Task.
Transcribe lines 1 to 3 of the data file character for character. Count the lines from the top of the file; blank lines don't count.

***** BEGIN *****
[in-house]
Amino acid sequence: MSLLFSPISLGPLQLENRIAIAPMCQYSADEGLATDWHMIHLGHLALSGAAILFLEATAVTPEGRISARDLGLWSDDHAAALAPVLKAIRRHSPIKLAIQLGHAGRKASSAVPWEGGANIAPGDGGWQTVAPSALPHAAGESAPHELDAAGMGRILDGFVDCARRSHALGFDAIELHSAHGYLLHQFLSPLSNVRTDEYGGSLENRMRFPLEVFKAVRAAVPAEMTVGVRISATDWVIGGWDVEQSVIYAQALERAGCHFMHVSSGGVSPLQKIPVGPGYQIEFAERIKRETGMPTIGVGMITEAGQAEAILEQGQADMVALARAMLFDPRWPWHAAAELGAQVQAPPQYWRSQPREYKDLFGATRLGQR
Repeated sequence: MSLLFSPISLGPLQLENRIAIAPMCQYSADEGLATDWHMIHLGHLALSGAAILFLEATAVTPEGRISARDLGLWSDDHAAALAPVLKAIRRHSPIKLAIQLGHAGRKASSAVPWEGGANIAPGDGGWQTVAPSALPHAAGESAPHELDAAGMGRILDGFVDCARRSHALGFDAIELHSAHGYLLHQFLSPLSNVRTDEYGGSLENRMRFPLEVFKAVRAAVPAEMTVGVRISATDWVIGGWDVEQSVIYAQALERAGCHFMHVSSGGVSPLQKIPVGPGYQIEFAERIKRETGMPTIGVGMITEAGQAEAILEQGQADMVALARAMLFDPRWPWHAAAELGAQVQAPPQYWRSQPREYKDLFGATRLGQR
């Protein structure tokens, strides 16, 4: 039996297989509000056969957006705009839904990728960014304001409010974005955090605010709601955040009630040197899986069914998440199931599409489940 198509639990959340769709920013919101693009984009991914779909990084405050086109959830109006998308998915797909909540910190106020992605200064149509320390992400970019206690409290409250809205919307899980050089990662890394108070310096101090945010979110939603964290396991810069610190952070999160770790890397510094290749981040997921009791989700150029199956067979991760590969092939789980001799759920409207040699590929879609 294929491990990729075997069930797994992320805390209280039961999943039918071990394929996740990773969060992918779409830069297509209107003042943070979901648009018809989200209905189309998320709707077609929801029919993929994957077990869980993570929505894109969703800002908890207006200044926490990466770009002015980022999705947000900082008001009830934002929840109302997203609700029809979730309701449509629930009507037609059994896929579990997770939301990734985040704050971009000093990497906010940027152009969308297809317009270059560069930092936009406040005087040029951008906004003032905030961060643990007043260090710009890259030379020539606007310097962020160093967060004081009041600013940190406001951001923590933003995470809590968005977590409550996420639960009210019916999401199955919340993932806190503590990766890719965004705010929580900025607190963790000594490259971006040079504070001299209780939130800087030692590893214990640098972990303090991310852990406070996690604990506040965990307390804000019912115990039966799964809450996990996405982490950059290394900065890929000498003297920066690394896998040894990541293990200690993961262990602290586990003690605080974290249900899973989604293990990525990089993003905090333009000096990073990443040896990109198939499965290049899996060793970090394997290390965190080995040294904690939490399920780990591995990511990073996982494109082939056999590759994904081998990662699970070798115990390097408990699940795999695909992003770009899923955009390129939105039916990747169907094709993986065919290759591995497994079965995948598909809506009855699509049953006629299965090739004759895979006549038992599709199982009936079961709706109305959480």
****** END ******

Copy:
[in-house]
Amino acid sequence: MSLLFSPISLGPLQLENRIAIAPMCQYSADEGLATDWHMIHLGHLALSGAAILFLEATAVTPEGRISARDLGLWSDDHAAALAPVLKAIRRHSPIKLAIQLGHAGRKASSAVPWEGGANIAPGDGGWQTVAPSALPHAAGESAPHELDAAGMGRILDGFVDCARRSHALGFDAIELHSAHGYLLHQFLSPLSNVRTDEYGGSLENRMRFPLEVFKAVRAAVPAEMTVGVRISATDWVIGGWDVEQSVIYAQALERAGCHFMHVSSGGVSPLQKIPVGPGYQIEFAERIKRETGMPTIGVGMITEAGQAEAILEQGQADMVALARAMLFDPRWPWHAAAELGAQVQAPPQYWRSQPREYKDLFGATRLGQR
Repeated sequence: MSLLFSPISLGPLQLENRIAIAPMCQYSADEGLATDWHMIHLGHLALSGAAILFLEATAVTPEGRISARDLGLWSDDHAAALAPVLKAIRRHSPIKLAIQLGHAGRKASSAVPWEGGANIAPGDGGWQTVAPSALPHAAGESAPHELDAAGMGRILDGFVDCARRSHALGFDAIELHSAHGYLLHQFLSPLSNVRTDEYGGSLENRMRFPLEVFKAVRAAVPAEMTVGVRISATDWVIGGWDVEQSVIYAQALERAGCHFMHVSSGGVSPLQKIPVGPGYQIEFAERIKRETGMPTIGVGMITEAGQAEAILEQGQADMVALARAMLFDPRWPWHAAAELGAQVQAPPQYWRSQPREYKDLFGATRLGQR